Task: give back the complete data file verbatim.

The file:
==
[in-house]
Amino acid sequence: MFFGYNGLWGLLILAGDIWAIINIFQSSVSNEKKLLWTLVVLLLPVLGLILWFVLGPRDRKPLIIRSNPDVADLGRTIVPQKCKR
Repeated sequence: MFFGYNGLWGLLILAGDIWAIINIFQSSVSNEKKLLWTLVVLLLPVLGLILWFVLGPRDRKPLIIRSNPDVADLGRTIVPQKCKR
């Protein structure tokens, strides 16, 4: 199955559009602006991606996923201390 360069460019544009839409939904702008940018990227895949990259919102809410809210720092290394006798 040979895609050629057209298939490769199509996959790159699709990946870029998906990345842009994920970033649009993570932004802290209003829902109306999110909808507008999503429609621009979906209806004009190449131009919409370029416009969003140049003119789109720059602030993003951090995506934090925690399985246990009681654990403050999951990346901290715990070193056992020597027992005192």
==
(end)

[in-house]
Amino acid sequence: MFFGYNGLWGLLILAGDIWAIINIFQSSVSNEKKLLWTLVVLLLPVLGLILWFVLGPRDRKPLIIRSNPDVADLGRTIVPQKCKR
Repeated sequence: MFFGYNGLWGLLILAGDIWAIINIFQSSVSNEKKLLWTLVVLLLPVLGLILWFVLGPRDRKPLIIRSNPDVADLGRTIVPQKCKR
């Protein structure tokens, strides 16, 4: 199955559009602006991606996923201390 360069460019544009839409939904702008940018990227895949990259919102809410809210720092290394006798 040979895609050629057209298939490769199509996959790159699709990946870029998906990345842009994920970033649009993570932004802290209003829902109306999110909808507008999503429609621009979906209806004009190449131009919409370029416009969003140049003119789109720059602030993003951090995506934090925690399985246990009681654990403050999951990346901290715990070193056992020597027992005192």